Spengler

July 16th, 2009  |  Published in Quotes

The life of most men is driven by want, sustained by his own strength, supplying the needs of the day through his own labor; a great deal of exertion, constant turmoil, a great deal of hardship; no care for the morrow, not a moment to spare for reflection. Finally, as the metaphysical element, some crass superstition provided by the Church.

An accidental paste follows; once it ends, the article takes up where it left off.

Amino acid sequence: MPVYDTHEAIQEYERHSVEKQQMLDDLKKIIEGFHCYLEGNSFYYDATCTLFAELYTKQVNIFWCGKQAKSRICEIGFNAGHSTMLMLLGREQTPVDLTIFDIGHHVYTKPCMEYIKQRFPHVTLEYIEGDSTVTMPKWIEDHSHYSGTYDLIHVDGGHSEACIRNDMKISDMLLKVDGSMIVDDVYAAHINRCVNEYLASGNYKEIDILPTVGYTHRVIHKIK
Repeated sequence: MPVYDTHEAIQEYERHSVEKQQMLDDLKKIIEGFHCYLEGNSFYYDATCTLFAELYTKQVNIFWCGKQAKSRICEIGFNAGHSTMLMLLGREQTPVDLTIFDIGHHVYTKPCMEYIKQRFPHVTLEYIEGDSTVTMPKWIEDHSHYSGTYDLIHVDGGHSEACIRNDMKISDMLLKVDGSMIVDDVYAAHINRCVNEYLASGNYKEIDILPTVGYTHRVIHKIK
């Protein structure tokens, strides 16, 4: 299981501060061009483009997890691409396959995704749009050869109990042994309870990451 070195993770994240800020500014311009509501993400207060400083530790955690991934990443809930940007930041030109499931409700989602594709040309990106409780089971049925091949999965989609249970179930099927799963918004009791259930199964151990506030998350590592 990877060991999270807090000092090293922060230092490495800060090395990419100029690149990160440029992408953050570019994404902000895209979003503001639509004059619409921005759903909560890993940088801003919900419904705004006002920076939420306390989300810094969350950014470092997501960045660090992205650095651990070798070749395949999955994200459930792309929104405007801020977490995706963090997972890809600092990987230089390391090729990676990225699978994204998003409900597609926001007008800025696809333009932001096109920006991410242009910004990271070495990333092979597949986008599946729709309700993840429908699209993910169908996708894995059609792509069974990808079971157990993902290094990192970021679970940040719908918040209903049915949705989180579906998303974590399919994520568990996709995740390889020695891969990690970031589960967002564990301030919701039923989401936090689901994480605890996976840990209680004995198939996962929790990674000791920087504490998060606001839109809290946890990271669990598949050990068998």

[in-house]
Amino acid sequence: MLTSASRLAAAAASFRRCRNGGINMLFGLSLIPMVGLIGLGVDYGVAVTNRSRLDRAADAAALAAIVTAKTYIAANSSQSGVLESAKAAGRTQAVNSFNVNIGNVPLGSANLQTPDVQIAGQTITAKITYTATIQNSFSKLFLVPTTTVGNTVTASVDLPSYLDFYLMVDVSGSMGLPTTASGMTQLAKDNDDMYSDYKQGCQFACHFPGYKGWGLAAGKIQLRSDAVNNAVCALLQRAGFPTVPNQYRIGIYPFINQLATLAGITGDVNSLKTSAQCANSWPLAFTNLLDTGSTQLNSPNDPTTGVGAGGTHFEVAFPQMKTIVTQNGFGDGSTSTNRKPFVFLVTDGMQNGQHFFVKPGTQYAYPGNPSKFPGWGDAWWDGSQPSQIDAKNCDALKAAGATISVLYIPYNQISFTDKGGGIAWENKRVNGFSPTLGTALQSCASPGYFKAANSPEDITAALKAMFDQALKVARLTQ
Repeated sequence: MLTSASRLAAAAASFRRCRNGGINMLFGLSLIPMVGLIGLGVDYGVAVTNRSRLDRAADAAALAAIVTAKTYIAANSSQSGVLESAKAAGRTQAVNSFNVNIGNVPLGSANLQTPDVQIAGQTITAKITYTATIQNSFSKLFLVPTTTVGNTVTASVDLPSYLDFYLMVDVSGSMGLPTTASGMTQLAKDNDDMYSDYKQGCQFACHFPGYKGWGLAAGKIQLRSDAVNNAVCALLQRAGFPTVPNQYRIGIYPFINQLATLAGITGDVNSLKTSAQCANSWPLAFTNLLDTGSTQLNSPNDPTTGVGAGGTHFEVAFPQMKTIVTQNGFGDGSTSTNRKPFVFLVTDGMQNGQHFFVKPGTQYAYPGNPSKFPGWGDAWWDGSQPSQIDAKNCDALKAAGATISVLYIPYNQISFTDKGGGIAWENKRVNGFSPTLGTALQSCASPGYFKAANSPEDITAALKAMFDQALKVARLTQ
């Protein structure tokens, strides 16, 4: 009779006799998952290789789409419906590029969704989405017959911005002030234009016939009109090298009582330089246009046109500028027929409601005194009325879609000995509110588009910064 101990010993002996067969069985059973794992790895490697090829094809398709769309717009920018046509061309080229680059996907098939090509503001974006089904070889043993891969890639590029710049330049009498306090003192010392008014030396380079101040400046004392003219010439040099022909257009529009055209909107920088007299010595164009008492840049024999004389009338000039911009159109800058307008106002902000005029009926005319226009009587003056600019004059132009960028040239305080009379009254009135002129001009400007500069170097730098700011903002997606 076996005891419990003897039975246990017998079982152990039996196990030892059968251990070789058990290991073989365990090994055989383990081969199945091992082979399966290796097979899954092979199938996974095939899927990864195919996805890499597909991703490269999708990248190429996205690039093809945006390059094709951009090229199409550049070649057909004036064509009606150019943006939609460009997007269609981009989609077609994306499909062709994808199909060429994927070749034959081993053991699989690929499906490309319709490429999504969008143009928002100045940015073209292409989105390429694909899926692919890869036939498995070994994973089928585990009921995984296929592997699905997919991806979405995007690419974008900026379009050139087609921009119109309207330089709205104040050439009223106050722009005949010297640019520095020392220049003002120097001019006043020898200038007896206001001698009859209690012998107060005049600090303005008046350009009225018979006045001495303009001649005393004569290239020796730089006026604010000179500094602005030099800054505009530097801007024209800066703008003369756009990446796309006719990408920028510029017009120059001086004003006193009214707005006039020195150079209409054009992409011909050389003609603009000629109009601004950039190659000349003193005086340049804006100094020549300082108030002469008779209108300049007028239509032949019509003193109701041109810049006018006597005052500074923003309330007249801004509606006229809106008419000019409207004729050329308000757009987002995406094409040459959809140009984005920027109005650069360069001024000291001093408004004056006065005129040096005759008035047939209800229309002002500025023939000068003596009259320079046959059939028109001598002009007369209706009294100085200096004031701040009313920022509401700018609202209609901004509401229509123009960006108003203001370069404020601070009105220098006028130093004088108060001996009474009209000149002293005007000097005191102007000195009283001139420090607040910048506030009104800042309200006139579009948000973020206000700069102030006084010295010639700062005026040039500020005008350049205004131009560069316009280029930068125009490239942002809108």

This constitutes the life of millions of men. They know only for the purposes of their present wants: they give no thought to the coherence of their existence, not to speak of existence itself: to a certain extend they exist without really being aware of it.

But the philosopher stands in wonder before existence itself and makes of it his problem.

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